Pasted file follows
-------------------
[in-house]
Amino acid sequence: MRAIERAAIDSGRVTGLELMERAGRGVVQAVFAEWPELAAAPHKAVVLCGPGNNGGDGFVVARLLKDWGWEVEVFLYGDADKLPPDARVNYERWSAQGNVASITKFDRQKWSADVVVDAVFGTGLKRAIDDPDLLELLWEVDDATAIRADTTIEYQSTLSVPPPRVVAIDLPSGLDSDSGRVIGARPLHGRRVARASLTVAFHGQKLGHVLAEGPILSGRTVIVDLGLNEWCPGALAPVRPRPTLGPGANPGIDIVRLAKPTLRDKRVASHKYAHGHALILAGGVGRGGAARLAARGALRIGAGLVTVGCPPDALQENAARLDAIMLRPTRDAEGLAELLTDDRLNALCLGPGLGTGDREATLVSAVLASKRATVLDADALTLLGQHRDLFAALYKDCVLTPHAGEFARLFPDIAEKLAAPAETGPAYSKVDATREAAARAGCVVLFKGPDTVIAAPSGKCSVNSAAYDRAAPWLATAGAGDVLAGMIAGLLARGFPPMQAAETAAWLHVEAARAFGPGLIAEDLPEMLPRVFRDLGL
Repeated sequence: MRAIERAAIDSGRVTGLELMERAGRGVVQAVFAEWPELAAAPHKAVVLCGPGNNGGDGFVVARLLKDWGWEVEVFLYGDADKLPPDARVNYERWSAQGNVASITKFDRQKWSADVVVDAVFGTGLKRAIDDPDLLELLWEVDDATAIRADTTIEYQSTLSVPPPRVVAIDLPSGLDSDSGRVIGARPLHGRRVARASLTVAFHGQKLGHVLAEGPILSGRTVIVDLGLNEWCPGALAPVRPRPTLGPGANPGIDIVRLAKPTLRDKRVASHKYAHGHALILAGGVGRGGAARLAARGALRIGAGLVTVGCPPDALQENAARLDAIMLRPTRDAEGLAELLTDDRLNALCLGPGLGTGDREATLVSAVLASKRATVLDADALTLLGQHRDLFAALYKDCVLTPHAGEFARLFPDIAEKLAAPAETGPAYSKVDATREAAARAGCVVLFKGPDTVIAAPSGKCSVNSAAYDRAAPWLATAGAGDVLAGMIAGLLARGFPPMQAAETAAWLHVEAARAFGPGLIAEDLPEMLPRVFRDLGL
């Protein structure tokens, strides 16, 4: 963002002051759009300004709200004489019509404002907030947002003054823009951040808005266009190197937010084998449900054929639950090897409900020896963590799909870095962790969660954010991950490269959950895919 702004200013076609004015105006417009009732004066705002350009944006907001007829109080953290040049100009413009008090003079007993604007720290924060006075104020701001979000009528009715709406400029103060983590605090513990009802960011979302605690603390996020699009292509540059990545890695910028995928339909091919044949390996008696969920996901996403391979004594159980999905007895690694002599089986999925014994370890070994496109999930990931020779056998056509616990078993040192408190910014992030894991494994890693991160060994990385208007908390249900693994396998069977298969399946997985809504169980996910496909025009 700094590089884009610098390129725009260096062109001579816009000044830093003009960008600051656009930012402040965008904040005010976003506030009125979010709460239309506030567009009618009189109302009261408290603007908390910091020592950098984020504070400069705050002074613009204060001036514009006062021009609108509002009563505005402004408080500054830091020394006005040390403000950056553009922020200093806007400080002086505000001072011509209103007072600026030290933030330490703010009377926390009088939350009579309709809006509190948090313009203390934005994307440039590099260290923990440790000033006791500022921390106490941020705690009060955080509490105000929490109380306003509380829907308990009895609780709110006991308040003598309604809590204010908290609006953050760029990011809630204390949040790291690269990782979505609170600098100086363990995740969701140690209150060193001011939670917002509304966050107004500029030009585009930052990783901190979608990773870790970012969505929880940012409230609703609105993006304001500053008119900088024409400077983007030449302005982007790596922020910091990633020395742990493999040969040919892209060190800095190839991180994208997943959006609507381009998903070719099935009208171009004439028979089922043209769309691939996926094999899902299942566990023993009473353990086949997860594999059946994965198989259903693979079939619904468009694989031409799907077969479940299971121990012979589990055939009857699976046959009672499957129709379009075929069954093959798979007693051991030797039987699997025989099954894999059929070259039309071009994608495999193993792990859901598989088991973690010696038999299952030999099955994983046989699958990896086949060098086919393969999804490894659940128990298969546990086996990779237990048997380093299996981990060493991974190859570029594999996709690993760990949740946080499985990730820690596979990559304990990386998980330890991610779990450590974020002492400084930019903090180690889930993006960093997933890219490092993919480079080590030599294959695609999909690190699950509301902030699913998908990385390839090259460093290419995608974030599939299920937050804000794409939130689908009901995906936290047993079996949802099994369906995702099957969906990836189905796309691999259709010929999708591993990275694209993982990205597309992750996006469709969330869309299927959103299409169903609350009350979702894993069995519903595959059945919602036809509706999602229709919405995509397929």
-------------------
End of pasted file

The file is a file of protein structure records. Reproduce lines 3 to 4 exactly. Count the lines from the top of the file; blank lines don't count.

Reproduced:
Repeated sequence: MRAIERAAIDSGRVTGLELMERAGRGVVQAVFAEWPELAAAPHKAVVLCGPGNNGGDGFVVARLLKDWGWEVEVFLYGDADKLPPDARVNYERWSAQGNVASITKFDRQKWSADVVVDAVFGTGLKRAIDDPDLLELLWEVDDATAIRADTTIEYQSTLSVPPPRVVAIDLPSGLDSDSGRVIGARPLHGRRVARASLTVAFHGQKLGHVLAEGPILSGRTVIVDLGLNEWCPGALAPVRPRPTLGPGANPGIDIVRLAKPTLRDKRVASHKYAHGHALILAGGVGRGGAARLAARGALRIGAGLVTVGCPPDALQENAARLDAIMLRPTRDAEGLAELLTDDRLNALCLGPGLGTGDREATLVSAVLASKRATVLDADALTLLGQHRDLFAALYKDCVLTPHAGEFARLFPDIAEKLAAPAETGPAYSKVDATREAAARAGCVVLFKGPDTVIAAPSGKCSVNSAAYDRAAPWLATAGAGDVLAGMIAGLLARGFPPMQAAETAAWLHVEAARAFGPGLIAEDLPEMLPRVFRDLGL
């Protein structure tokens, strides 16, 4: 963002002051759009300004709200004489019509404002907030947002003054823009951040808005266009190197937010084998449900054929639950090897409900020896963590799909870095962790969660954010991950490269959950895919 702004200013076609004015105006417009009732004066705002350009944006907001007829109080953290040049100009413009008090003079007993604007720290924060006075104020701001979000009528009715709406400029103060983590605090513990009802960011979302605690603390996020699009292509540059990545890695910028995928339909091919044949390996008696969920996901996403391979004594159980999905007895690694002599089986999925014994370890070994496109999930990931020779056998056509616990078993040192408190910014992030894991494994890693991160060994990385208007908390249900693994396998069977298969399946997985809504169980996910496909025009 700094590089884009610098390129725009260096062109001579816009000044830093003009960008600051656009930012402040965008904040005010976003506030009125979010709460239309506030567009009618009189109302009261408290603007908390910091020592950098984020504070400069705050002074613009204060001036514009006062021009609108509002009563505005402004408080500054830091020394006005040390403000950056553009922020200093806007400080002086505000001072011509209103007072600026030290933030330490703010009377926390009088939350009579309709809006509190948090313009203390934005994307440039590099260290923990440790000033006791500022921390106490941020705690009060955080509490105000929490109380306003509380829907308990009895609780709110006991308040003598309604809590204010908290609006953050760029990011809630204390949040790291690269990782979505609170600098100086363990995740969701140690209150060193001011939670917002509304966050107004500029030009585009930052990783901190979608990773870790970012969505929880940012409230609703609105993006304001500053008119900088024409400077983007030449302005982007790596922020910091990633020395742990493999040969040919892209060190800095190839991180994208997943959006609507381009998903070719099935009208171009004439028979089922043209769309691939996926094999899902299942566990023993009473353990086949997860594999059946994965198989259903693979079939619904468009694989031409799907077969479940299971121990012979589990055939009857699976046959009672499957129709379009075929069954093959798979007693051991030797039987699997025989099954894999059929070259039309071009994608495999193993792990859901598989088991973690010696038999299952030999099955994983046989699958990896086949060098086919393969999804490894659940128990298969546990086996990779237990048997380093299996981990060493991974190859570029594999996709690993760990949740946080499985990730820690596979990559304990990386998980330890991610779990450590974020002492400084930019903090180690889930993006960093997933890219490092993919480079080590030599294959695609999909690190699950509301902030699913998908990385390839090259460093290419995608974030599939299920937050804000794409939130689908009901995906936290047993079996949802099994369906995702099957969906990836189905796309691999259709010929999708591993990275694209993982990205597309992750996006469709969330869309299927959103299409169903609350009350979702894993069995519903595959059945919602036809509706999602229709919405995509397929």